Once more, the CC&O was faced with a difficult challenge; the Breaks of the Big Sandy River, just south of Elkhorn City, held a chasm descending some 1,600 feet along the eastern periphery of Pine Mountain while the Sandy Ridge Mountain loomed just north of Dante. Company engineers were able to maintain grades of 1.5% through the Breaks while a 1.8% grade was required over Sandy Ridge which included an impressive 7,854-foot tunnel. Mr. Hemphill notes the entire 35-mile extension had cost around $140,000 per mile and a golden spike ceremony was held at Trammel, Virginia, just north of Sandy Ridge, on February 9, 1915 signaling the completion of the 276.9-mile main line between Elkhorn City and Spartanburg. In all, Carter's railroad featured 55 tunnels (totaling nearly 10 miles in length) and 80 bridges (totaling 3.3. miles in length). According to Scientific American it was the "...costliest railroad to cross the Appalachian Blue Ridge Mountains." The project's expense, however, paid off in the coming years; in 1951 the road reported 4.7 million tons of merchandise freight and 9 million tons in coal. That year it boasted an operating income of $23.6 million and in 1960 held a ridiculously low operating ratio of just 55.5%. The railroad was so well built that even into the CSX era it operated more or less unchanged.
The Clinchfield's so-called "Inside Gateway" made it ideal for bridge traffic as the numbers above attest. To the north, of course, it interchanged with the C&O for a Midwestern outlet while to the south it made important connections at Norton, Virginia with the Interstate Railroad, Louisville & Nashville, and Norfolk & Western. All three handed traffic over to the Clinchfield, some of which moved on to Spartanburg. At this South Carolina town the railroad interchanged with the ACL, Southern, and Seaboard Air Line. Not surprisingly, its superb route drew attention from much larger carriers. In 1924, made retroactive to May 11, 1923, the Atlantic Coast Line and Louisville & Nashville (itself controlled by the ACL), mutually agreed to lease the Carolina, Clinchfield & Ohio for a term of 999 years. It was placed under the holding company known as the Clinchfield Railroad and remained there for the rest of its days. However, it continued operating largely independent, maintaining its own equipment, locomotives, and a large terminal at Erwin, Tennessee. Within this small town its locomotives were serviced and a general office was located.
It seems coal mines dotted the Clinchfield's network everywhere. These generators of black diamonds were particularly heavy along the northern end at Haysi, Dante (The location of its major classification yard where loaded hoppers/gondolas were sorted to be shipped to their intended destination.) and Norton (The final major extension of the Clinchfield took place with the completion of the 5.7-mile Haysi Railroad in February of 1970. What was essentially a branch served mines of the Clinchfield Coal Corporation's along Russel Prater Creek from the main line near Berta, Virginia). The region was so blessed with the rock that it sustained not only the Clinchfield but also the N&W, Southern, Chesapeake & Ohio, Interstate, and L&N. All six roads owed much of their success to the heavy coal tonnage originating or passing over their rails. Coal generally moved in both directions on the CRR depending upon where it was headed; its mines generated roughly 60%, lower grade steam coal that usually found its way to power plants throughout the South. The rest, a higher grade, metallurgical coal was hauled north to steel mills located throughout the Mid-Atlantic region.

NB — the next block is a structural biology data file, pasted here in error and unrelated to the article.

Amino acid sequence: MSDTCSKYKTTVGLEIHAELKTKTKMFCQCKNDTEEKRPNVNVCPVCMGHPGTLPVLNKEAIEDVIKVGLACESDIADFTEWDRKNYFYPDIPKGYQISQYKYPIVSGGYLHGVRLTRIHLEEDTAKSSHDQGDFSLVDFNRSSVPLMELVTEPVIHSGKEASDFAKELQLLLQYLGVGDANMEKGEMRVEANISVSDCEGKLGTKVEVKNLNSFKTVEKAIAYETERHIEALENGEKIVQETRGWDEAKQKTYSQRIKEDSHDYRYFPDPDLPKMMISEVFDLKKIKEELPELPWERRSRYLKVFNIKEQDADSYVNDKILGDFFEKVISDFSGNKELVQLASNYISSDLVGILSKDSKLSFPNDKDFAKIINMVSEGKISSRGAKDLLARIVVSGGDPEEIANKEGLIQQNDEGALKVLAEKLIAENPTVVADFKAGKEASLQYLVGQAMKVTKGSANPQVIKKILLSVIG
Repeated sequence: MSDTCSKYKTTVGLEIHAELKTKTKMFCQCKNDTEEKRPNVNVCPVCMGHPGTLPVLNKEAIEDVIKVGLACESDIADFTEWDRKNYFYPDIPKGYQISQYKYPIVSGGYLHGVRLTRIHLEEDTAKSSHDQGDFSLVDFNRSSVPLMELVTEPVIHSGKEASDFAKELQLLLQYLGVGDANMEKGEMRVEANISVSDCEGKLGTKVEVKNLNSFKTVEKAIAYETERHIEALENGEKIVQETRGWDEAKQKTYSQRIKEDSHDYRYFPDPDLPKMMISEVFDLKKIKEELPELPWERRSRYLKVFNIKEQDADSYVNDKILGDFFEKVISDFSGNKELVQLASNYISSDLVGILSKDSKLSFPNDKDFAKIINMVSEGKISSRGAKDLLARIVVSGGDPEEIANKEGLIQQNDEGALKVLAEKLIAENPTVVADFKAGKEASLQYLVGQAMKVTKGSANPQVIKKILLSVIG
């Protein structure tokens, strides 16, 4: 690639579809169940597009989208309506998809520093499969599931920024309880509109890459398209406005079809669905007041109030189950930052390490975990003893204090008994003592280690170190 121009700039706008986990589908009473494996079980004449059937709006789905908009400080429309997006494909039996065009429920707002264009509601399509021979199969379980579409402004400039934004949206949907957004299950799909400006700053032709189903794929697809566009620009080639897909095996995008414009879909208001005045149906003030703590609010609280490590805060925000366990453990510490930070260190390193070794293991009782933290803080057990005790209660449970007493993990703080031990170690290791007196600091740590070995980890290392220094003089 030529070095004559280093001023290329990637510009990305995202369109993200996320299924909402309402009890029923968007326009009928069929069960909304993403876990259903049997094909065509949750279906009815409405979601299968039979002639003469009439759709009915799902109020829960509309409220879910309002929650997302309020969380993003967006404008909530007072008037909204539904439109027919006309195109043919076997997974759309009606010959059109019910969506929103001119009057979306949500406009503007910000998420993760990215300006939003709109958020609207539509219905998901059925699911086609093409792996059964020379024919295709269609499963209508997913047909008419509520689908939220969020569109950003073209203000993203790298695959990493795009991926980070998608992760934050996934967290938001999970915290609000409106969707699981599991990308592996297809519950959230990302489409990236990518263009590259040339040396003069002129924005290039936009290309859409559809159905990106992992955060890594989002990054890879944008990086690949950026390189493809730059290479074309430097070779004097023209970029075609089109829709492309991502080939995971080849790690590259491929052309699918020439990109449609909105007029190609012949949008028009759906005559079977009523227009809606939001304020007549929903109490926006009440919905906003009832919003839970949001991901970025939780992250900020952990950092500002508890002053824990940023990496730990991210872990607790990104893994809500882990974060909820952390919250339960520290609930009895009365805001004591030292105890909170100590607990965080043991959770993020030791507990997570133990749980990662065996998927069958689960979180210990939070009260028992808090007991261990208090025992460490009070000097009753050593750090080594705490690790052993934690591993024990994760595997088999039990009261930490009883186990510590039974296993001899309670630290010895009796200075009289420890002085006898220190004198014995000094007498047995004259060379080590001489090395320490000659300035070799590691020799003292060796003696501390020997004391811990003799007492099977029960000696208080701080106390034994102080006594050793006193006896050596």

Operations On The Clinchfield Railroad
If one was old enough to remember the Clinchfield prior to the 1950s you were treated to quite a show as huge articulated wheel arrangements like 2-8-8-2's, 4-6-6-4's, and 2-6-6-2's fought the mountain to move long strings of heavy coal over the grades. As Mr. Schafer notes, the first steamers the CC&O utilized were four 4-6-0's, fifteen 2-8-0's, and a single 2-6-6-2 (M-1) purchased from the Baldwin Locomotive Works in 1909. A year later it acquired twenty more Mallet's from Baldwin; listed as Class M-2 they were numbered 510-519 and 550-559. In 1910 it also picked up three 4-6-2's for its modest, but respectable passenger services, numbered 150-152 (P-1); it later added two more from Baldwin in 1914 numbered 153-154 (P-2). Its first two 2-8-2's arrived in 1917, which were second-hand units (K-2 #499 arrived from the Cambria & Indiana while K-3 #498 came from the Spanish-American Iron Company). Between 1919 and 1923 it added nineteen more, #400-408 (K-1, 1919) built by Baldwin and #410-419 (K-4) manufactured at Alco's Brooks Works. The year 1919 witnessed the arrival of the big power which would define the Clinchfield when it purchased seventeen 2-8-8-2's from Baldwin (#700-706 and #725-734, L-1 and L-2) and another ten arrived in 1923 from Alco's Brooks Works (#735-744, L-3).